PMQs review: one for Miliband to forget as Cameron takes the gloves off

The "truce" between the two leaders lasted just a week as Cameron declared that Miliband had "all the moral authority of the Reverend Flowers".

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The problem with Ed Miliband's decision to adopt a more emollient approach at PMQs is that it only works if David Cameron plays ball. Today's session showed that he has no intention of doing so. In response to a politely worded question from Miliband on bank bonuses ("We all agree with the general points the prime minister makes about bonuses at RBS"), Cameron declared that he had "all the moral authority of the Reverend Flowers", bringing any semblance of a "truce" to an end.

The PM had already taken the wind out of Miliband's sails by announcing that the government would continue to limit cash bonuses at RBS to £2,000 and veto any increase in the overall pay bill. This left open the question of whether it would allow bonuses of up to 200% to be paid (not least because of the thousands of staff RBS has cut, creating the possibility of a per capita increase in pay), but it seemed to catch Miliband off guard and was enough for Cameron to claim a tactical victory.

When Miliband returned to his feet a few minutes later, after splitting his questions, his luck got no better. He noted that there were sites with planning permission where "a quarter of a million homes" could be built, before correcting this to "250,000". When Cameron rose, he pounced on this tautology with ruthless efficiency, declaring "we just had a demonstration of the grasp of maths at the Treasury". After that, Miliband never recovered, with Cameron loftily dismissing his questions on landbanking.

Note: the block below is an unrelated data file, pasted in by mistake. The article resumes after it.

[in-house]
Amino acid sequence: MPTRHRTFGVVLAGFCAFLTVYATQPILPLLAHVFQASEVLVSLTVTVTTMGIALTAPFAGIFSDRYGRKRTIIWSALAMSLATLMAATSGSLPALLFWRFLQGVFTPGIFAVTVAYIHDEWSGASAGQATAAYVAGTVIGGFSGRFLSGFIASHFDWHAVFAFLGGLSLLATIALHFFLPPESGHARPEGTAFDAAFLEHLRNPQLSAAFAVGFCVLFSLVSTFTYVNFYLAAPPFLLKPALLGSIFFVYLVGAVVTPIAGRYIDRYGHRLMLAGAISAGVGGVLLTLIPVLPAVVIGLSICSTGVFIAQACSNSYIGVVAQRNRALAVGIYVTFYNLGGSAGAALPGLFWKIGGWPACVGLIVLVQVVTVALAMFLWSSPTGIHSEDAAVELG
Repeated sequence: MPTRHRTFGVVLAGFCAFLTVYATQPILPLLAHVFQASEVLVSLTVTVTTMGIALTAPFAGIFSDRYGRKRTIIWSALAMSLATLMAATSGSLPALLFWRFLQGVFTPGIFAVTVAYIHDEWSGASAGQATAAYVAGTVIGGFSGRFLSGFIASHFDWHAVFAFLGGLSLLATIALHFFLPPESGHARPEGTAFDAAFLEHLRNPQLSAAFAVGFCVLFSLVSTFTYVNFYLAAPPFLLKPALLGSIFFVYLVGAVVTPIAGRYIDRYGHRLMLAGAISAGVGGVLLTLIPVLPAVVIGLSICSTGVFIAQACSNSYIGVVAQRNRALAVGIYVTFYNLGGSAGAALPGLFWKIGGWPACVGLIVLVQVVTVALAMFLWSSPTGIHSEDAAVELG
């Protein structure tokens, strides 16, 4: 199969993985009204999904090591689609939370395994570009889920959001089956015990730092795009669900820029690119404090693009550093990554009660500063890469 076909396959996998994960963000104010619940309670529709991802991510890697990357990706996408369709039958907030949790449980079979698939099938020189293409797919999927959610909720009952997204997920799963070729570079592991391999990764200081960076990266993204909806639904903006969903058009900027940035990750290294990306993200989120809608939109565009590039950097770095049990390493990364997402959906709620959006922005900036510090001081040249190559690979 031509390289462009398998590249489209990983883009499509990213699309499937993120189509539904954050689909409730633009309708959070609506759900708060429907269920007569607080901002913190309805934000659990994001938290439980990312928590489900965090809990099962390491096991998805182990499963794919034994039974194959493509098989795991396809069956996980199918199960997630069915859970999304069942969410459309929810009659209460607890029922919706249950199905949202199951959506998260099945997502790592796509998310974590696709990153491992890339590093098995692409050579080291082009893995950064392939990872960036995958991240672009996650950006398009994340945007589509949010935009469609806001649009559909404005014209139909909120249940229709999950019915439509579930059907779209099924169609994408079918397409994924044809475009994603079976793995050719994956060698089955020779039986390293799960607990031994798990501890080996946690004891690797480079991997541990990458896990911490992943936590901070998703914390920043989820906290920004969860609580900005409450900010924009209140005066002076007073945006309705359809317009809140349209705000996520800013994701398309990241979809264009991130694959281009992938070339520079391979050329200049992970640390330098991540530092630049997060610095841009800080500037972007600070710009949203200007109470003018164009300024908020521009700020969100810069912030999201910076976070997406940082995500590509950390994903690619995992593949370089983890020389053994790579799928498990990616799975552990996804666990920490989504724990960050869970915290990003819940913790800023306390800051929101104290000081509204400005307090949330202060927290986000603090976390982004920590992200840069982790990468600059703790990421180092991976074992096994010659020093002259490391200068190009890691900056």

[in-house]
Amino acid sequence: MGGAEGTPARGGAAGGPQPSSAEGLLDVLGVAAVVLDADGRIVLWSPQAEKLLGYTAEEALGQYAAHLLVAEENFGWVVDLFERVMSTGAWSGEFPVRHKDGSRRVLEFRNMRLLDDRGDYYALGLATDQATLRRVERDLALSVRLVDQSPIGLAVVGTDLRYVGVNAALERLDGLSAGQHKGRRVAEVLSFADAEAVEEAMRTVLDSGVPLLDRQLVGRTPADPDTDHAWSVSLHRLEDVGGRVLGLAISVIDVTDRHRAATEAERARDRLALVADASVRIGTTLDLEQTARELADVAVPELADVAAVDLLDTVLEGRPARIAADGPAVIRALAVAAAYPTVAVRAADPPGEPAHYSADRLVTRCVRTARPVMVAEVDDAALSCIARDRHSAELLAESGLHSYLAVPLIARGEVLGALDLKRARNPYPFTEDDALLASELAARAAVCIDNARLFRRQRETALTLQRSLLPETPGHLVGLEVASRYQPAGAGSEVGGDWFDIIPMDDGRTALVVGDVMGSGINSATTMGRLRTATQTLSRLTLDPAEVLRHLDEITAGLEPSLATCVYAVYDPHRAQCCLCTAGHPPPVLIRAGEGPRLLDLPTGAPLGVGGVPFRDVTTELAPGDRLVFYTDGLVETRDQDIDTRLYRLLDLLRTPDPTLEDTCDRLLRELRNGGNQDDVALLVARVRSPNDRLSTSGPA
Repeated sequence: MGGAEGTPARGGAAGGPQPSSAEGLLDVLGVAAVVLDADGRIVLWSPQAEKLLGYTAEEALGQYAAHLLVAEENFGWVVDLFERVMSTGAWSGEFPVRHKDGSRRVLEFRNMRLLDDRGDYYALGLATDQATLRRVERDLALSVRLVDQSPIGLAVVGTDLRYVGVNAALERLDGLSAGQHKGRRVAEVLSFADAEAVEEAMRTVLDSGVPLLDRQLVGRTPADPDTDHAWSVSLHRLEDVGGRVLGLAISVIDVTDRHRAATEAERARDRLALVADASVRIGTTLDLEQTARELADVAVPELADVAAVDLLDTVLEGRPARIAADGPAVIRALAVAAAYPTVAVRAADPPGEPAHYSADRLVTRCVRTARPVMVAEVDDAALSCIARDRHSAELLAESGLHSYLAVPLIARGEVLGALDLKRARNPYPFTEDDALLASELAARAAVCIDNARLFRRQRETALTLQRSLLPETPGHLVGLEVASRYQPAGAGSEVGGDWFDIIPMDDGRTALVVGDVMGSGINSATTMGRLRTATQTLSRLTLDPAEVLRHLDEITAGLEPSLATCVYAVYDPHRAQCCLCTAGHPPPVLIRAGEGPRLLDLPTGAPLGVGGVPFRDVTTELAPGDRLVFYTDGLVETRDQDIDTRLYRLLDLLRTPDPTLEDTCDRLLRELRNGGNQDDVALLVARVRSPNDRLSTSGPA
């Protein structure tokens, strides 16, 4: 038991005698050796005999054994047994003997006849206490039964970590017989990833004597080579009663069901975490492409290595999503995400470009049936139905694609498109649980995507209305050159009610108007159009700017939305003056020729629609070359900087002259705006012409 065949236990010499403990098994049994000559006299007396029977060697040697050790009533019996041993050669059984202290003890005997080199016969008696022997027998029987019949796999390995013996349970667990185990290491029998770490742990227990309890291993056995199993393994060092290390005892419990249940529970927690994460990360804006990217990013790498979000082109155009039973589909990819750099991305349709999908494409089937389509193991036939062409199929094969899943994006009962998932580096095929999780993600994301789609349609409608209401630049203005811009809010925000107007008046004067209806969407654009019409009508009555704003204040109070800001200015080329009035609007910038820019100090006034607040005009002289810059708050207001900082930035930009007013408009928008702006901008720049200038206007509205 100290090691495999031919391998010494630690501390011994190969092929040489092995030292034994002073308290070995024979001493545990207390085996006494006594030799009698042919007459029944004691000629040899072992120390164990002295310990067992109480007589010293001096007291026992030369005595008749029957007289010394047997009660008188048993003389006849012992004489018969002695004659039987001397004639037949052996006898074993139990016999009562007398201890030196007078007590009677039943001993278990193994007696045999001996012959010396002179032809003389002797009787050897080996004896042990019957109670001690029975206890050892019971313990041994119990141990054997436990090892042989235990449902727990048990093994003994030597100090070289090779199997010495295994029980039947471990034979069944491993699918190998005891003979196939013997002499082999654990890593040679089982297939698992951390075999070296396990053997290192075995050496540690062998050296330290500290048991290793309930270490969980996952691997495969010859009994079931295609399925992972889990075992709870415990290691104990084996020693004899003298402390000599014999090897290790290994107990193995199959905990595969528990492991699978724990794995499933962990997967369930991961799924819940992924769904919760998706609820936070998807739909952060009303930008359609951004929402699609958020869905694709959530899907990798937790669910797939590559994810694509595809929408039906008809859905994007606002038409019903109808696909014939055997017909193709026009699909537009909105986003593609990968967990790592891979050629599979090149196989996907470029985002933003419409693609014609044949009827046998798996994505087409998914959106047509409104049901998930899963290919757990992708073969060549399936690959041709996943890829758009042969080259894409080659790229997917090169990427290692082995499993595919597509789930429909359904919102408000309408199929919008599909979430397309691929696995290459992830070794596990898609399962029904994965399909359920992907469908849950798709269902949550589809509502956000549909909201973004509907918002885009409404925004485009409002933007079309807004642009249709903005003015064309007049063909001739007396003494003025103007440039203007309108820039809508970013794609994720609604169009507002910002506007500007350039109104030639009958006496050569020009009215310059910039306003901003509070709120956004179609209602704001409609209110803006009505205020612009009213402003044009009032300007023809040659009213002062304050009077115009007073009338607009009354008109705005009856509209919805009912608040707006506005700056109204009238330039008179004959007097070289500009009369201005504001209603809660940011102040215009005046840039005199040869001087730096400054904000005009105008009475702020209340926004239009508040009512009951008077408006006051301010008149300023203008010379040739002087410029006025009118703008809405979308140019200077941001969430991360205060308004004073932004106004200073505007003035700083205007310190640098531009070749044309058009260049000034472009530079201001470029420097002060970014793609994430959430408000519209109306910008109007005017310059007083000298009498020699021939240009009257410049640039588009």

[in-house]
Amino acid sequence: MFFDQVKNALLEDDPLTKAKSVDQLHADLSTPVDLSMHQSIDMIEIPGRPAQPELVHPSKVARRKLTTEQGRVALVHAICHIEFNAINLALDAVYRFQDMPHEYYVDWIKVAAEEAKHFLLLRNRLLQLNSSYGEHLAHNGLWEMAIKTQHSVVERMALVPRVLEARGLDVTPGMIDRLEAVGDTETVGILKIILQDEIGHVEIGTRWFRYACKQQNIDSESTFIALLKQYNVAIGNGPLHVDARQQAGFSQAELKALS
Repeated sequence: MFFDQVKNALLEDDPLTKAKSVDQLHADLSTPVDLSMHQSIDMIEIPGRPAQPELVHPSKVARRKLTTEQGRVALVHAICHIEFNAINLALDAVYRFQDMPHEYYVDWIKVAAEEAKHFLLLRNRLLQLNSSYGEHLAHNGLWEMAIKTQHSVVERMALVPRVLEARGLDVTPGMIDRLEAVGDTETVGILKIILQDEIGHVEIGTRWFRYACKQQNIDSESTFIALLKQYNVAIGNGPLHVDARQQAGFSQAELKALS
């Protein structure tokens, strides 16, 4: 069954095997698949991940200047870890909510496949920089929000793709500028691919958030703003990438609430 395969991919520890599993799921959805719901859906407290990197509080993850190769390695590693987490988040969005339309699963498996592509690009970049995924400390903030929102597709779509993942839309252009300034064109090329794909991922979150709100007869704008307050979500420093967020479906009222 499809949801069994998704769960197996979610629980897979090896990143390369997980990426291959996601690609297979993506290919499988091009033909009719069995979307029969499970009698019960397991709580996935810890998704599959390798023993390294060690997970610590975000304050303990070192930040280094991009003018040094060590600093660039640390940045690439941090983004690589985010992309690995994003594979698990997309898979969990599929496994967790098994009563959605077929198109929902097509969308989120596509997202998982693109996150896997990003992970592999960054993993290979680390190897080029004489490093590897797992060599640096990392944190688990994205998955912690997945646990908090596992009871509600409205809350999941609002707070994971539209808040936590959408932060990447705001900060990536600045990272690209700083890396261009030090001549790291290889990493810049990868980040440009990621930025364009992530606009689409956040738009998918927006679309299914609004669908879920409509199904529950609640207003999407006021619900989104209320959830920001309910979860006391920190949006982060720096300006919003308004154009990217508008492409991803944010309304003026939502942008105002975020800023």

But as so often when he is at his most confident, Cameron overreached himself. In response to a question from one Labour backbencher, he boasted that "real wages are rising". In reality, they remain 1.1% below inflation after falling for every month bar one (April 2013, when bankers deferred their bonuses in order to benefit from the reduction in the 50p rate of tax) since 2010. While Cameron has a better economic story to tell than at any point since the general election, he would be wise to avoid any hint that the living standards crisis is at an end. Anything else just allows Labour to repeat its favourite "out of touch" attack.

David Cameron attends a press conference at the end of the EU leaders' summit at the European Council building on December 20, 2013 in Brussels. Photograph: Getty Images.

George Eaton is assistant editor of the New Statesman.